Comparative papers are more difficult than papers with one subject because a comparative paper requires investigation of two bodies of secondary literature (assuming they both exist). Thus a paper comparing Luther and Calvin will be about twice as difficult as a paper focusing only on Calvin or Luther. Therefore, they are not encouraged.

Papers must be grounded in primary sources. This means that there must be primary sources for any topic you wish to cover. If there are not primary sources at hand to support your research you should find another topic. Do not count on inter-library loan. Those resources may not arrive in time for you to meet the deadline.

Electronic sources found on sites such as Google Books are appropriate insofar as the original text is a published primary source or secondary text. Other appropriate electronic sources are the DLCP database (available through the WSC library page) or EEBO or the Post-Reformation Digital Library other such reputable primary source sites.

Cheating and Plagiarism

Don’t even think about it. Cheating and plagiarism are a serious infractions of the law of God and punishable by a measures determined by the faculty up to and including expulsion from the seminary. Cheating is presenting someone else’s work during an exam as your own. Plagiarism is presenting someone else’s work as your own in a paper. Please acknowledge all sources with appropriate footnotes. See the Student Handbook for a complete statement on plagiarism.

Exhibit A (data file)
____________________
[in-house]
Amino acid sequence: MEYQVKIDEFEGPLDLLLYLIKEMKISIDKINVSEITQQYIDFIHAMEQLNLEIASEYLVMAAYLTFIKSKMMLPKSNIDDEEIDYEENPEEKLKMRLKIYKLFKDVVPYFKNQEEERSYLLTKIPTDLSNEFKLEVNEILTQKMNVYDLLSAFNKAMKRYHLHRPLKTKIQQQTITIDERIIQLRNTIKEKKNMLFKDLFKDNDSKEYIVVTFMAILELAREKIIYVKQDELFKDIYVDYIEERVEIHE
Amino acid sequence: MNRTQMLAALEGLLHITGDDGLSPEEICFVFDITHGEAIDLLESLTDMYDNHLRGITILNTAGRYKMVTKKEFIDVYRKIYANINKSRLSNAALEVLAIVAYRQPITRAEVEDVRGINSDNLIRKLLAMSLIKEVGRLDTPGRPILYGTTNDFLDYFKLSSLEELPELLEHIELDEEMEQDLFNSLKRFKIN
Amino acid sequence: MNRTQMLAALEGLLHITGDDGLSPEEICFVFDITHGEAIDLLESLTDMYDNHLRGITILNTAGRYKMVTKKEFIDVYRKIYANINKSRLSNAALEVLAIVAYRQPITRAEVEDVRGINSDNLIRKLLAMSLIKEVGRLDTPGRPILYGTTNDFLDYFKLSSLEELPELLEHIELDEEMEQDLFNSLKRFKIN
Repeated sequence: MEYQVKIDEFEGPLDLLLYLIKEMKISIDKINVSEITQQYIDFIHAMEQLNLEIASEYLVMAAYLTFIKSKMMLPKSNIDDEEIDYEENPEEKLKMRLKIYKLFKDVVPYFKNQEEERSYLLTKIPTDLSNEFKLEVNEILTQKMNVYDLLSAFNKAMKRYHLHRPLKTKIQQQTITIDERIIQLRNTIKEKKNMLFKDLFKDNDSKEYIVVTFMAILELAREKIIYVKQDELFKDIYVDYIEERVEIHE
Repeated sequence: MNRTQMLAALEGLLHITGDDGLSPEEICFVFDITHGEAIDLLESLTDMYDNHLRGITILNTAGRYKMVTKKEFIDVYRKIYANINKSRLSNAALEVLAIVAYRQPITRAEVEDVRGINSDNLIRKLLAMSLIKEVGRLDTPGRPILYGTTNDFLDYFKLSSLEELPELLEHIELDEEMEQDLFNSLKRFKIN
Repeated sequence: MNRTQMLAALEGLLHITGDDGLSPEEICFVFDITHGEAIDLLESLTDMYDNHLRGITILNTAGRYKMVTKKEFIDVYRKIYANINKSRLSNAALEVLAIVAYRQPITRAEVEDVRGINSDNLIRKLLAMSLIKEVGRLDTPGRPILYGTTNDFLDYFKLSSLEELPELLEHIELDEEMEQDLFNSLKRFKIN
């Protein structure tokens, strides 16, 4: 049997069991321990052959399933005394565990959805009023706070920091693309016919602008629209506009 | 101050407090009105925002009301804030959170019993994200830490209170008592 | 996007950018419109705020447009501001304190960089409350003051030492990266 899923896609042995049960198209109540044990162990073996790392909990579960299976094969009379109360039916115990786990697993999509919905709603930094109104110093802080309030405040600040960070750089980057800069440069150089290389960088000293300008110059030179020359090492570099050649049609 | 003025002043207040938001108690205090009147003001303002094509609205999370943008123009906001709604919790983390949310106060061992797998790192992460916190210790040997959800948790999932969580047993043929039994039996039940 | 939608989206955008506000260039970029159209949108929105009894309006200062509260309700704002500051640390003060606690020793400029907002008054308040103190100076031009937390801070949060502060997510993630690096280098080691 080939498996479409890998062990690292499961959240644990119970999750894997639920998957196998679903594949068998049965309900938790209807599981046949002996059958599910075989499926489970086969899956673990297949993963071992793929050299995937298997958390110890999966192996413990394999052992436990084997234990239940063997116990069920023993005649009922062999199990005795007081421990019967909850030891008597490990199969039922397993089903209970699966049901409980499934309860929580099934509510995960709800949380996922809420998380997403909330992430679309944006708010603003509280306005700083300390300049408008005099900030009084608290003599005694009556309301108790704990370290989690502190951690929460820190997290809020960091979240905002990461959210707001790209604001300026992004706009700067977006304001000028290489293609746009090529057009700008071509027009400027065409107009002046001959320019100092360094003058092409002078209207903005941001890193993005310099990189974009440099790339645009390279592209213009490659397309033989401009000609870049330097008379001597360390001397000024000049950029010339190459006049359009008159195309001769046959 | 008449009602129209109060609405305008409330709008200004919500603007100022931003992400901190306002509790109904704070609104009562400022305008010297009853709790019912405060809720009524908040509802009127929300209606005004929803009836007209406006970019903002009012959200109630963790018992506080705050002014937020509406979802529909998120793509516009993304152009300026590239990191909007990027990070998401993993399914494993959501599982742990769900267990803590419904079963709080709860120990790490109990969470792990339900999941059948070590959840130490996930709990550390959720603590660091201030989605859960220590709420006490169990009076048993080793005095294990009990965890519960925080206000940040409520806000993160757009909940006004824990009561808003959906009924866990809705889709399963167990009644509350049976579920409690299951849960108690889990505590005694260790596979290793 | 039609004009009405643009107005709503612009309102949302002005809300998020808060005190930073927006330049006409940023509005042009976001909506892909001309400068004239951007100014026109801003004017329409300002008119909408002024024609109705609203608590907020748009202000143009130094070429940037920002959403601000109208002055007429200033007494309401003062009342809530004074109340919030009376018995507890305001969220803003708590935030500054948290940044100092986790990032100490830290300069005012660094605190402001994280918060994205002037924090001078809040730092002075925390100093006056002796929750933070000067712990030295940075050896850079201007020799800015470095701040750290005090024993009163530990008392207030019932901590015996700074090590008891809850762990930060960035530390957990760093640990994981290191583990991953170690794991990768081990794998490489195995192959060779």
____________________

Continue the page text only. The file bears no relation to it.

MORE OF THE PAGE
Assertion of Intellectual Property Rights

The instructor holds the copyright to all course lectures and original course materials. This copyright extends to student notes and summaries that substantially reflect the lectures or original course materials. Course lectures and materials are made available for the personal use of students only and may not be recorded or otherwise distributed (including the publication of student notes or summaries on social media) in any way for commercial or non-commercial purposes without the express written permission of the instructor.

Subscribe to the Heidelblog today!